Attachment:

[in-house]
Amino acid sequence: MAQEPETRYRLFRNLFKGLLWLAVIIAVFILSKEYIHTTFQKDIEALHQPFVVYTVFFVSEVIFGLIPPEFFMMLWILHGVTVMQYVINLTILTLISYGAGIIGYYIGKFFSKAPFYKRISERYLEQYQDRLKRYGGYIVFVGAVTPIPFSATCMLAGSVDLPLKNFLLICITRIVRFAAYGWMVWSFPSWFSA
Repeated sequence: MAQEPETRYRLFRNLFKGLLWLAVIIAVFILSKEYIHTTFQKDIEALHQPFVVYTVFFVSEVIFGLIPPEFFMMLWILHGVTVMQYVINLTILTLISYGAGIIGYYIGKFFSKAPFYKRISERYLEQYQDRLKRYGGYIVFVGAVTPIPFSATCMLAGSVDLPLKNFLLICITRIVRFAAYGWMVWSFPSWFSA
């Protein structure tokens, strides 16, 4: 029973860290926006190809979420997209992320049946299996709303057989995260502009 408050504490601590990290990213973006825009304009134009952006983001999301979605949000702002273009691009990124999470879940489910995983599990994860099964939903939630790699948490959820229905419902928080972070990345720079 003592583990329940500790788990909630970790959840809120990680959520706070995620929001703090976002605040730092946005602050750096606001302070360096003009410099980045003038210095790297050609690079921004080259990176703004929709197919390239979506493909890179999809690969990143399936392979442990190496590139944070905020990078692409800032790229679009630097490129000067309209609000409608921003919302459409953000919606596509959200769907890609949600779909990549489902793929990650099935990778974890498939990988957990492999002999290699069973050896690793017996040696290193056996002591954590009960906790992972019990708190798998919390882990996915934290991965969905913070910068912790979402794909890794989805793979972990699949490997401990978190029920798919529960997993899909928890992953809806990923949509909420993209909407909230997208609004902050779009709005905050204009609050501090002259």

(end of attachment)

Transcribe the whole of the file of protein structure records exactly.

[in-house]
Amino acid sequence: MAQEPETRYRLFRNLFKGLLWLAVIIAVFILSKEYIHTTFQKDIEALHQPFVVYTVFFVSEVIFGLIPPEFFMMLWILHGVTVMQYVINLTILTLISYGAGIIGYYIGKFFSKAPFYKRISERYLEQYQDRLKRYGGYIVFVGAVTPIPFSATCMLAGSVDLPLKNFLLICITRIVRFAAYGWMVWSFPSWFSA
Repeated sequence: MAQEPETRYRLFRNLFKGLLWLAVIIAVFILSKEYIHTTFQKDIEALHQPFVVYTVFFVSEVIFGLIPPEFFMMLWILHGVTVMQYVINLTILTLISYGAGIIGYYIGKFFSKAPFYKRISERYLEQYQDRLKRYGGYIVFVGAVTPIPFSATCMLAGSVDLPLKNFLLICITRIVRFAAYGWMVWSFPSWFSA
């Protein structure tokens, strides 16, 4: 029973860290926006190809979420997209992320049946299996709303057989995260502009 408050504490601590990290990213973006825009304009134009952006983001999301979605949000702002273009691009990124999470879940489910995983599990994860099964939903939630790699948490959820229905419902928080972070990345720079 003592583990329940500790788990909630970790959840809120990680959520706070995620929001703090976002605040730092946005602050750096606001302070360096003009410099980045003038210095790297050609690079921004080259990176703004929709197919390239979506493909890179999809690969990143399936392979442990190496590139944070905020990078692409800032790229679009630097490129000067309209609000409608921003919302459409953000919606596509959200769907890609949600779909990549489902793929990650099935990778974890498939990988957990492999002999290699069973050896690793017996040696290193056996002591954590009960906790992972019990708190798998919390882990996915934290991965969905913070910068912790979402794909890794989805793979972990699949490997401990978190029920798919529960997993899909928890992953809806990923949509909420993209909407909230997208609004902050779009709005905050204009609050501090002259």